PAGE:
What is i2b2?

i2b2 is an acronym that stands for “Informatics for Integrating Biology and the Bedside.” It is an NIH-funded National Center for Biomedical Computing (NCBC) devoted to translational research (http://www.i2b2.org).

More specifically, it is a scalable, open-source informatics framework and architecture that can be used to host a research data warehouse. This architecture consists of two major pieces. The first is the back-end infrastructure (the “Hive”) that takes care of things like security, access rights, and managing the underlying data repository. The second piece is an application suite of query and mining tools that allows users to ask questions about the data (the workbench). The system was first developed within the Partner’s HealthCare system in Boston at MGH. It served as the architecture for their Research Patient Data Registry (RPDR).

What is the MSM Clinical and Translational Research Data Repository (CTRDR)?

The MSM CTRDR, also known as the i2b2 repository, is a centralized research data repository that is designed to integrate data from data sources that range from electronic health records and lab results, to genetic and research data, as well as other public sources such as birth registries, and government data like Medicaid. The CTRDR is an IRB approved limited (i.e. not completely de-identified) data repository built on the i2b2 database architecture. This architecture ensures that researchers do not have access to identified data until approval from the IRB

The i2b2 repository is intended to serve the MSM research community.

What are the potential benefits of the i2b2 repository?

By integrating data from many of the Institution’s clinical and research sources, the Biomedical Informatics Unit will be able to provide investigators with a more complete view of a patient than might otherwise be possible.

The potential benefits of this project are enormous. For the first time, researchers and investigators will be able to directly query a large data repository for the purposes of cohort identification and hypothesis generation. At the same time, we will be able to augment many existing research databases with a wealth of clinical information that was previously unavailable, allowing investigators to draw new insights and conclusions as they perform their data analysis.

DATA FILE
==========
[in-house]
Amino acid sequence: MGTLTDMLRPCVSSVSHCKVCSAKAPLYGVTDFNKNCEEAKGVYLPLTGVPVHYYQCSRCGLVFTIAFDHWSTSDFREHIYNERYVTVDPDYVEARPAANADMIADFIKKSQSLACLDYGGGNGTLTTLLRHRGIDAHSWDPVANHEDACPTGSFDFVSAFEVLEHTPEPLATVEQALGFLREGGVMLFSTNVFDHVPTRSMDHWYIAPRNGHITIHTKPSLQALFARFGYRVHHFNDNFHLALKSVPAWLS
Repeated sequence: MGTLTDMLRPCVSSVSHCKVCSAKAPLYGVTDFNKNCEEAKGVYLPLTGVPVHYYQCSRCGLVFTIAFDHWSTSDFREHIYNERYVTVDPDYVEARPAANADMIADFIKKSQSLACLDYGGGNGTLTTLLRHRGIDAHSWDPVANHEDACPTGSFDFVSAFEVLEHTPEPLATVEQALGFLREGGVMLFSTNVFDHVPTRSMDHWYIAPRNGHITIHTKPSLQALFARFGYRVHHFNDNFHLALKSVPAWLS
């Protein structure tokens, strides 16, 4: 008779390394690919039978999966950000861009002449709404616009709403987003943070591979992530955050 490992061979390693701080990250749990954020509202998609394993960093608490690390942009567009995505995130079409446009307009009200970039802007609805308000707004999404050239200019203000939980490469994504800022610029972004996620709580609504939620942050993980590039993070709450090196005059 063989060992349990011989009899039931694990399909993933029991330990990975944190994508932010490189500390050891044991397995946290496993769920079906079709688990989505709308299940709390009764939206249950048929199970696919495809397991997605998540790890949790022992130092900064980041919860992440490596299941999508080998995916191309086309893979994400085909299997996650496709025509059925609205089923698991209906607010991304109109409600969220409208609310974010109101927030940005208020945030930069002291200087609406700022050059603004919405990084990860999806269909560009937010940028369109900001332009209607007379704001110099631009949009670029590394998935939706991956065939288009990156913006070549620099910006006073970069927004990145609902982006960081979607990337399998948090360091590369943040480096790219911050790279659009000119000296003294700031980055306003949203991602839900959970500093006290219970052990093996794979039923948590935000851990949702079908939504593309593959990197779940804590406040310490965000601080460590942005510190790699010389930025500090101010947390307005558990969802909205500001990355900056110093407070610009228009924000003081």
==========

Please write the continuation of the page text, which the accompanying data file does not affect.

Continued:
Researchers will be able to run queries and perform simple data analysis on the limited data for the purposes of cohort identification and hypothesis generation. If an investigator identifies a suitable cohort or a promising avenue of researcher, they can request access to the fully identified records of those patients through the IRB.

How can l access the i2b2 repository?

Authorized user: Please click here.
Non Authorized use, please click here to a submit BIU services request.

Access to the i2b2 workbench is obtained by submitting completing a Biomedical Informatics Unit request form. After access is granted, the user will be assigned a user name and password by the database administrator. Any MSM faculty member can request an i2b2 repository account. Access for other research staff will be granted, but a supervising faculty member must first approve the request. These staff members will be placed in a user group with the supervising faculty, who assumes all responsibility for the collective actions of the group.

The repository would be accessed primarily through a web-browser, allowing users to identify and analyze patient cohorts. We also plan to allow them to download extracts from the repository for off-line analysis and hypothesis generation, assuming they have signed a Limited Data Use Agreement form.

There are three primary routes for users to access data in the i2b2 repository:

i) Using the web-based Workbench, which handles user authentication and provides automated query, export and analysis tools.
ii) By consulting with the BIU team to create specialized queries and reports based on their data needs.
iii) Through project-specific data marts that integrate an investigator’s research database with other clinical data from the general i2b2 repository.